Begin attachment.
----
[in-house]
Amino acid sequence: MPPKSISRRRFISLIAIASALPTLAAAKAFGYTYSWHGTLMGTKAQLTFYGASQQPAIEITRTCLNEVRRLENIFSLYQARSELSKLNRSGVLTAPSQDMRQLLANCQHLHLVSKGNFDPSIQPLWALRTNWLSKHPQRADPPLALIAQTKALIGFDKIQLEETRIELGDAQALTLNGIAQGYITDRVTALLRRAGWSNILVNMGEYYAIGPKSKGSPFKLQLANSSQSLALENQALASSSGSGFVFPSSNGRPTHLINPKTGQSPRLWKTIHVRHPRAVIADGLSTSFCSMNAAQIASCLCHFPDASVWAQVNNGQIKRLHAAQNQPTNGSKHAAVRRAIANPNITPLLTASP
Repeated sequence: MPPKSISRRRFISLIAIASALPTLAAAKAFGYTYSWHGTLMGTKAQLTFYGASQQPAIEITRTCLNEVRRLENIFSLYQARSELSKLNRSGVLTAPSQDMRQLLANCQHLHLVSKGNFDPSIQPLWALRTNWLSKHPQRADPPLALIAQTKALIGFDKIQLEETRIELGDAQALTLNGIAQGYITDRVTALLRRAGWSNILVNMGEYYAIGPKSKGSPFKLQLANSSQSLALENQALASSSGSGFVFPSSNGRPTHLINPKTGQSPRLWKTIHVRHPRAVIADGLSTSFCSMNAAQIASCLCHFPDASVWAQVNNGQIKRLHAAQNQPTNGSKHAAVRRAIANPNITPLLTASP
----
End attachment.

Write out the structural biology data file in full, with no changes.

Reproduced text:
[in-house]
Amino acid sequence: MPPKSISRRRFISLIAIASALPTLAAAKAFGYTYSWHGTLMGTKAQLTFYGASQQPAIEITRTCLNEVRRLENIFSLYQARSELSKLNRSGVLTAPSQDMRQLLANCQHLHLVSKGNFDPSIQPLWALRTNWLSKHPQRADPPLALIAQTKALIGFDKIQLEETRIELGDAQALTLNGIAQGYITDRVTALLRRAGWSNILVNMGEYYAIGPKSKGSPFKLQLANSSQSLALENQALASSSGSGFVFPSSNGRPTHLINPKTGQSPRLWKTIHVRHPRAVIADGLSTSFCSMNAAQIASCLCHFPDASVWAQVNNGQIKRLHAAQNQPTNGSKHAAVRRAIANPNITPLLTASP
Repeated sequence: MPPKSISRRRFISLIAIASALPTLAAAKAFGYTYSWHGTLMGTKAQLTFYGASQQPAIEITRTCLNEVRRLENIFSLYQARSELSKLNRSGVLTAPSQDMRQLLANCQHLHLVSKGNFDPSIQPLWALRTNWLSKHPQRADPPLALIAQTKALIGFDKIQLEETRIELGDAQALTLNGIAQGYITDRVTALLRRAGWSNILVNMGEYYAIGPKSKGSPFKLQLANSSQSLALENQALASSSGSGFVFPSSNGRPTHLINPKTGQSPRLWKTIHVRHPRAVIADGLSTSFCSMNAAQIASCLCHFPDASVWAQVNNGQIKRLHAAQNQPTNGSKHAAVRRAIANPNITPLLTASP